Why in-house Test Automation Framework Development Fails?

Why in-house Test Automation Framework Development Fails?
Payam Fard

Automated Testing has become an essential activity within any modern software development practice. In agile methodology, software is released on a regular basis to stay ahead of competitors. To release software frequently and reliably, one must rely on an automated build system, which minimizes human error and speeds up the deployment process.

One step within the automated build system is to execute automated tests. The purpose of the automated tests is to gain confidence that what we have built is functionally correct. In an ideal build process, there are different types of tests which target the application at different levels.

At the lowest level, unit tests target the individual classes and functions within each class. Their purpose is to catch developer errors. Unit tests are often the responsibility of the developers who wrote the software. The next layer of tests, integration tests, target the interaction of various components, namely APIs and third-party applications. These tests aim to find integration issues. Integration tests are also mostly written by developers. At the last layer, we have end-to-end tests which target the system as a whole and mimic user scenarios to validate various business cases. End-to-end tests are often executed via a user interface and for this reason, are referred to as UI tests. UI tests are generally the responsibility of testers in the team.

This article focuses on the problems associated with UI test automation and the in-house test automation framework development.

QAs do not have development background

As mentioned, end-to-end testing is often seen as the responsibility of testers. Coupled with the need to release faster, then the obvious route is to automate these tests. Historically, testers were seen as not technical enough to take on development tasks. Testers were not required to code or to build a test framework.

Agile development methodology demands testers to be more technical and take on more technical tasks. At least they should be able to code and use a programming language to script automated tests. However, this puts huge pressure on testers. Due to their lack of development skills and background, most testers struggle to keep up with the pressure to automate tests quickly and efficiently.

This has a negative effect on development because the effort is now shifted from testing to struggling with code. Development is hard. You can learn a programming language syntax in a week but will take years to master. Developing a test automation framework from scratch is not an easy task by any stretch. Most testers are certainly not technically capable to take on the challenge.

Developers are not interested in UI test automation

Due to the technical challenges testers face, sometimes the responsibility of developing a test automation framework along with UI automated testing is put on the developers. Unfortunately, in some organizations, there is still a large divide between developers and testers. Developers do not enjoy testing and testers do not enjoy developing. Also, there is enough pressure on developers to develop the software and they do not have enough time to work on the tasks which are seen as tester’s responsibility. Further, once developers learn how a specific open source product or framework works, they lose interest in mastering it. Developers would also well know that once an in-house framework is developed by them, it will be theirs forever to maintain and enhance in addition to the development tasks they were already responsible for.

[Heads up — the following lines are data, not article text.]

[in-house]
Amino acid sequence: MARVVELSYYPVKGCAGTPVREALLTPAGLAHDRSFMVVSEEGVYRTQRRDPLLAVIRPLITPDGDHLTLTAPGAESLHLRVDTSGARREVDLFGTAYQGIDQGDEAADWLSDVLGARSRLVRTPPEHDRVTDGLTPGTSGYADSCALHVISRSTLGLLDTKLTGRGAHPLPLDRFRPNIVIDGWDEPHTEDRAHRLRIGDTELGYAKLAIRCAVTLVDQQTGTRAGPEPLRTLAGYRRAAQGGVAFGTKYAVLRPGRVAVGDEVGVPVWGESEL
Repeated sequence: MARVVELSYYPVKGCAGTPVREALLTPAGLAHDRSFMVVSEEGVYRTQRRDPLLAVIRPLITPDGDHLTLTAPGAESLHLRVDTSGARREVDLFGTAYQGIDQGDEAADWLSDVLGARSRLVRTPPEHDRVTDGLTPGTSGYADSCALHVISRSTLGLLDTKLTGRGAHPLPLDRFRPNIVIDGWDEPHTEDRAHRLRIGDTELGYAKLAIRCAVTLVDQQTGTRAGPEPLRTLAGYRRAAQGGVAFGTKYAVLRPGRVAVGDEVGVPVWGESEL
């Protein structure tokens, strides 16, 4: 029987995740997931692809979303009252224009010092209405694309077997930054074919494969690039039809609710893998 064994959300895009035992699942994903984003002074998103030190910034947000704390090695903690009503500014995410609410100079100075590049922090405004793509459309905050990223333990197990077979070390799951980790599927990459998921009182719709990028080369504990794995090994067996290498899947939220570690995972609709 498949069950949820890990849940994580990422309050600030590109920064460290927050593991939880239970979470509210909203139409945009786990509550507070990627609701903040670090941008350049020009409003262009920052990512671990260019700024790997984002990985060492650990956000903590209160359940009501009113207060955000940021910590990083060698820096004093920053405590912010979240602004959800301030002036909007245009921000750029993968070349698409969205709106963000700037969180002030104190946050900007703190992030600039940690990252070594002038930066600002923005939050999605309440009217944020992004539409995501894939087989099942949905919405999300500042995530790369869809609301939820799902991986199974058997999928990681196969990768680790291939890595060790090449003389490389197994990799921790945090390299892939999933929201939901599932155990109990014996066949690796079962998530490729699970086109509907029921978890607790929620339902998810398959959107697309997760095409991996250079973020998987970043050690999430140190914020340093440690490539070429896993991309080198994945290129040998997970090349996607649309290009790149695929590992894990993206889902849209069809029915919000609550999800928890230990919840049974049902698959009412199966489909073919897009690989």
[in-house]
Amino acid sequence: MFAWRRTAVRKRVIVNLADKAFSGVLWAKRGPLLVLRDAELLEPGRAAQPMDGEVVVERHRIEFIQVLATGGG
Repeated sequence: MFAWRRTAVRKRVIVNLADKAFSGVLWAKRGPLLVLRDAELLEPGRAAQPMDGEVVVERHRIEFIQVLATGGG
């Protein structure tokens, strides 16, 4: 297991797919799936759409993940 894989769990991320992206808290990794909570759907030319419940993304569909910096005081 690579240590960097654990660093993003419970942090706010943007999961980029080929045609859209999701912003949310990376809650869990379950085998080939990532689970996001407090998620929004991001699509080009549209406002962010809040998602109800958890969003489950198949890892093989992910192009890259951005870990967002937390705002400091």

Most of the time, management misunderstands the cost and effort involved in creating an in-house test automation framework. This is clearly not a simple task that most QAs can take and requires a separate development team to build and maintain.

Talent acquisition is hard and more expensive

This new hybrid role of a technical QA (testers who are good at testing as well as coding also called SDET which is an acronym for Software Development Engineers in Test) cannot easily be fulfilled. In some ways, it is like looking for a unicorn. What really differentiates testers from developers is the mindset. Good testers have the right mindset to test a product and find creative ways to find bugs. If we ask them to focus on automated testing, this takes away their time to explore the system effectively. Instead, they will be trying to automate tests with their limited coding skills. It is extremely hard to have the two mindsets in one role, and for this reason, finding such people is extremely challenging. And when we do find one of these unicorns, they tend to be very expensive and when they leave the project, the entire in-house framework development goes into jeopardy.


Building an in-house test automation framework proves to be very challenging and expensive and often takes many months to develop and maintain forever.

Platforms such as Subject7, alleviates these challenges. It makes testers focus on their main role of testing the product, while being able to turn their manual tests into robust end-to-end automated tests without the need to code and create as powerful of automated tests as what these unicorns can create with coding.

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